READ ALSO: How easy is it to get an English-speaking job in Germany?

The world of work in Germany is also notable for importing another contemporary English term. ‘Soft Skills’ is used in German when recruiters are looking to see if a candidate might fit culturally into a particular workplace. The words actually describing these skills, like ‘Führungskompetenz’ or ‘leadership ability,’ often sound unmistakably German though. But there are exceptions. ‘Multitasking’ is used in German as well.

‘Clicken,’ ‘Uploaden,’ ‘Downloaden’ and ‘Home Office’

As technology that came of age relatively recently, German has imported many English terms related to technology and the Internet. While web browsers might use ‘Herunterladen’ instead of ‘download’ or ‘hochladen’ instead of ‘upload,’ Germans are just as likely to use the slightly Germanized version of the English word, hence ‘downloaden’.

READ ALSO: Seven English words Germans get delightfully wrong

Even before ‘Home Office’ appeared on German tax returns, to calculate what credit workers could get from remote work during the Covid-19 pandemic, ‘Home Office’ was still widely used in German to describe, well, working from home. It can be confusing for English speakers, though, especially those from the UK, because the Home Office is a department in the British government. 

English words that have slightly different meanings in German – ‘Shitstorm’ and ‘Public Viewing’

There are English words Germans use that don’t always mean quite the same thing to a native English speaker. An English speaker from the UK or Ireland, for example, might associate a ‘public viewing’ with an open casket funeral. Germans, however, tends to use “public viewing” almost exclusively to mean a large screening, usually of an event, that many people can gather to watch for free. Placing a large television at the Brandenburg Gate for German Football Team matches is perhaps the most immediately recognisable example of a ‘public viewing’.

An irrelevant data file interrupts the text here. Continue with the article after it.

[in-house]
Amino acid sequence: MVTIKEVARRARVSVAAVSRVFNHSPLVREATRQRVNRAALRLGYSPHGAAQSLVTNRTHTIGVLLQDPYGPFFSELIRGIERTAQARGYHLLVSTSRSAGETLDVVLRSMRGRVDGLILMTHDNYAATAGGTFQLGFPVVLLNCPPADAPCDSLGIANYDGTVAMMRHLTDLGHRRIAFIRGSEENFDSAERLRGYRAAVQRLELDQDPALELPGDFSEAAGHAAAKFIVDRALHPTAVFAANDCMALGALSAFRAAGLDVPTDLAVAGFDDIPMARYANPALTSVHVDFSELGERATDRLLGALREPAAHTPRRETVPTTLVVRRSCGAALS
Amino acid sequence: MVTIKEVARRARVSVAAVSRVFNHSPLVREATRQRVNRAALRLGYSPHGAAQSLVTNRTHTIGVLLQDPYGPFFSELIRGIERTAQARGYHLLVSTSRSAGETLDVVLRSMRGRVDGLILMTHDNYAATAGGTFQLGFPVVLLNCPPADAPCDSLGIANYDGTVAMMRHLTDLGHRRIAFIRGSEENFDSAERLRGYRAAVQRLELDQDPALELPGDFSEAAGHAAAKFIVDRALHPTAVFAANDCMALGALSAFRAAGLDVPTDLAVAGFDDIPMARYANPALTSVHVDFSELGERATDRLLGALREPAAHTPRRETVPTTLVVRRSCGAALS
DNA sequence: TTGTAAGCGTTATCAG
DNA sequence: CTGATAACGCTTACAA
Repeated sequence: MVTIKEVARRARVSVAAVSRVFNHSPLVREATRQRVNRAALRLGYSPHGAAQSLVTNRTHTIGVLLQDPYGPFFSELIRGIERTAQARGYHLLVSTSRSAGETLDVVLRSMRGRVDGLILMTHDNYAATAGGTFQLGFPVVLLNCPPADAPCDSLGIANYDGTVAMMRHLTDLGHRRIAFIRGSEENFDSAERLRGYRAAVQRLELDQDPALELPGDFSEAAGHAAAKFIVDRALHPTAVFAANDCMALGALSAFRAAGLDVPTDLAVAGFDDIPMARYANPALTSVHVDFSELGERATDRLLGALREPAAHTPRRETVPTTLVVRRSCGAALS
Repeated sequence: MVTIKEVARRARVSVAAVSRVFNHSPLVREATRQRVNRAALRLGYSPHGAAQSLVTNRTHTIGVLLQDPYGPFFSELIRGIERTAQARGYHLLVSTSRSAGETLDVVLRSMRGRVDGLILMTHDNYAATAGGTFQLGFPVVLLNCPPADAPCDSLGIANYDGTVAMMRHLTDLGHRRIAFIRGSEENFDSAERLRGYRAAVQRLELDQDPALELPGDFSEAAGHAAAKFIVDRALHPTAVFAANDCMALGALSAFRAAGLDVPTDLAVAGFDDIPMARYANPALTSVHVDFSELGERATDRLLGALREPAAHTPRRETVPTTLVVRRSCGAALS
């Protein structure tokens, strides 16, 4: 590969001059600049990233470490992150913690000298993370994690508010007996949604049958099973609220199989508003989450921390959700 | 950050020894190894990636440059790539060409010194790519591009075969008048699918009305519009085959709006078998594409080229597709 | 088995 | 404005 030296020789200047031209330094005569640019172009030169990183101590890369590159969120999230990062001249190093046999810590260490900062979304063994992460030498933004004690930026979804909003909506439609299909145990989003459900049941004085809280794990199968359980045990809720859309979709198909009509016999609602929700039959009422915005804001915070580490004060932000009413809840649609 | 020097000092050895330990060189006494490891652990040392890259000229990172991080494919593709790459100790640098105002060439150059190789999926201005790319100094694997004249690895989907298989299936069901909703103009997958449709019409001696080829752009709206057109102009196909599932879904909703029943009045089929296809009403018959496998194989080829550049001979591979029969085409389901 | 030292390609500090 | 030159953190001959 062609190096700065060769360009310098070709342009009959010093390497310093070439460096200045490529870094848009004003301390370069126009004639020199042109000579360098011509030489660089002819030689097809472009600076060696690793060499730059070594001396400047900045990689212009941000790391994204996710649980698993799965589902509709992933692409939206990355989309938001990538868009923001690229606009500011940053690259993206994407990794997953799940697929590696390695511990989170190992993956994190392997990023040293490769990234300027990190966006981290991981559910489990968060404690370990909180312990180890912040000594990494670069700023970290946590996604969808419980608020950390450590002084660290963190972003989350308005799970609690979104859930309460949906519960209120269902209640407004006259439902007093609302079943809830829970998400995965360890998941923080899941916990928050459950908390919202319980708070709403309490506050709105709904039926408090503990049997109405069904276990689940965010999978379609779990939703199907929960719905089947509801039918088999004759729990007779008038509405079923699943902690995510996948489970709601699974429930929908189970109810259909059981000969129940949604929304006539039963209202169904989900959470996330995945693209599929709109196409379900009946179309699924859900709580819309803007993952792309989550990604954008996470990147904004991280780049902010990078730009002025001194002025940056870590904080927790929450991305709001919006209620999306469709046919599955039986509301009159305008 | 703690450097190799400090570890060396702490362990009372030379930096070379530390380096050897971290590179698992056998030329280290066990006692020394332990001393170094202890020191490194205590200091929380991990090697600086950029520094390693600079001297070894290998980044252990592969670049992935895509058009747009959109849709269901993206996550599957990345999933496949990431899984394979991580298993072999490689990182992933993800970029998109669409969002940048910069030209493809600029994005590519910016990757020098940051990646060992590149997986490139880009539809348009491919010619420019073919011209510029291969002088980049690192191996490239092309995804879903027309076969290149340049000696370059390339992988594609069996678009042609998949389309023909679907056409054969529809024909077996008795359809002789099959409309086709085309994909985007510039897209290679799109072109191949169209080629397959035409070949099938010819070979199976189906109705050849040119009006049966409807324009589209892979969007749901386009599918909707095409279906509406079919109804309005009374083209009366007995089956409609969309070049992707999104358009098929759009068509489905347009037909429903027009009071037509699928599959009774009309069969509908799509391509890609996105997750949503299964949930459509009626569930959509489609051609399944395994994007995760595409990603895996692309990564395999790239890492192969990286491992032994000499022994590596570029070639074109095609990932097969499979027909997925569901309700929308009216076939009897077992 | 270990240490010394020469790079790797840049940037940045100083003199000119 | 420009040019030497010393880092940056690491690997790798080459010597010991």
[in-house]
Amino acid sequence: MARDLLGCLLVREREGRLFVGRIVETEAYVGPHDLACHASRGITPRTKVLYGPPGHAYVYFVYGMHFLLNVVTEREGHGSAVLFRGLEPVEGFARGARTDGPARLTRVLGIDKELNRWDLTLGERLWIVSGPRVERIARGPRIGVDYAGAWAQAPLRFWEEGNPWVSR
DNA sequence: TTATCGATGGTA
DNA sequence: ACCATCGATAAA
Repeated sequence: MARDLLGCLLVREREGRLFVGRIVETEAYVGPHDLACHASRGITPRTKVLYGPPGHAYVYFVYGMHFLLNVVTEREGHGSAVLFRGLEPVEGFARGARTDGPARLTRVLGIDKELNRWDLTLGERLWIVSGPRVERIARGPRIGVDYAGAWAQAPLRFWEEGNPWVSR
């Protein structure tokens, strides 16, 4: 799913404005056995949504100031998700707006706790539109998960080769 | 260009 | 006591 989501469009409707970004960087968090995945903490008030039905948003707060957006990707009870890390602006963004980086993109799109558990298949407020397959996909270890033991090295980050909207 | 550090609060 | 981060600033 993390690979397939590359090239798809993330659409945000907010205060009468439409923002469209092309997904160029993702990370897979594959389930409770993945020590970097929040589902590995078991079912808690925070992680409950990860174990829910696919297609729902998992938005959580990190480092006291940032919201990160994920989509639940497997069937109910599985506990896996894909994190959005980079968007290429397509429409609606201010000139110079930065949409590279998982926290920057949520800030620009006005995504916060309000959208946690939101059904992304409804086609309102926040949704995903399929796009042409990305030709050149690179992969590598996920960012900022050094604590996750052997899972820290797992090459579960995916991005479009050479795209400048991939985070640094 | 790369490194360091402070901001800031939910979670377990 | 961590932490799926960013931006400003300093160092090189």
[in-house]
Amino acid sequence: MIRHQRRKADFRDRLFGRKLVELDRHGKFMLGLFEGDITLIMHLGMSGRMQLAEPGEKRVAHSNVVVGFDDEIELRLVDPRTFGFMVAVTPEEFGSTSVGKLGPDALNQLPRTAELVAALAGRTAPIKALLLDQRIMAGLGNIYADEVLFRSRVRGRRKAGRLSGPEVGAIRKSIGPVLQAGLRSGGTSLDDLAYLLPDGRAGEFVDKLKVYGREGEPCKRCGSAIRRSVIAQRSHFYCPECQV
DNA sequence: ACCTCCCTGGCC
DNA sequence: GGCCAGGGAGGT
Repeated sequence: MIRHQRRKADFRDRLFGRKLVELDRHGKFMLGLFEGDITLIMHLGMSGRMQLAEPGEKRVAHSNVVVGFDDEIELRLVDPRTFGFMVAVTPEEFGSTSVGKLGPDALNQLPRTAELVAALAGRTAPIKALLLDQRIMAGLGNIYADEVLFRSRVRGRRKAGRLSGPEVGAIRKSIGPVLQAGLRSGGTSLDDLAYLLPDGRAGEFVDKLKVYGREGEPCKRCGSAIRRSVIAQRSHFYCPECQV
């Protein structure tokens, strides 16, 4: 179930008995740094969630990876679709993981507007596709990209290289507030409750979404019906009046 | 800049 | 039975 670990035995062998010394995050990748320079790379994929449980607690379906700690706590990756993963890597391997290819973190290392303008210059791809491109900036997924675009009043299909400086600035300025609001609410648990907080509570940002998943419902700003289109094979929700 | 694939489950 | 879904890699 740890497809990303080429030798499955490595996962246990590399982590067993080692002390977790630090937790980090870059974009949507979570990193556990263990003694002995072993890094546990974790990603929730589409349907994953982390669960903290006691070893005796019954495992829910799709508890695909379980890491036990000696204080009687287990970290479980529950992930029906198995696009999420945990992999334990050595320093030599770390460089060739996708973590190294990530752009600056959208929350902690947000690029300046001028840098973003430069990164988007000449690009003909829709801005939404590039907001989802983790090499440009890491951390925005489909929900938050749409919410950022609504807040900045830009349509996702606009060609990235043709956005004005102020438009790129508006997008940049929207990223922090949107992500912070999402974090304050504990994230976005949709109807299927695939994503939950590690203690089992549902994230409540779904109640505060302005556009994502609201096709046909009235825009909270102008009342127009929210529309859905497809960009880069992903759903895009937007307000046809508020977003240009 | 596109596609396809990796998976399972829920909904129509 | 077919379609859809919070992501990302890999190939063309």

Then there’s what, at least to native English speakers, might sound outright bizarre. But former Chancellor Angela Merkel herself used “Shitstorm” more than once while in office. In German though, it can refer specifically to a social media backlash involving heated online comments.

Another typical English-sounding word used in German differently is ‘Handy’ – meaning cellphone (well, it does fit in your hand). It can sound a bit strange to English speakers, though. 

Other words, however, more or less mean what you think they do – such as when one German newspaper referred to Brexit as a ‘Clusterfuck’.

READ ALSO: Shitstorm ‘best English gift to German language’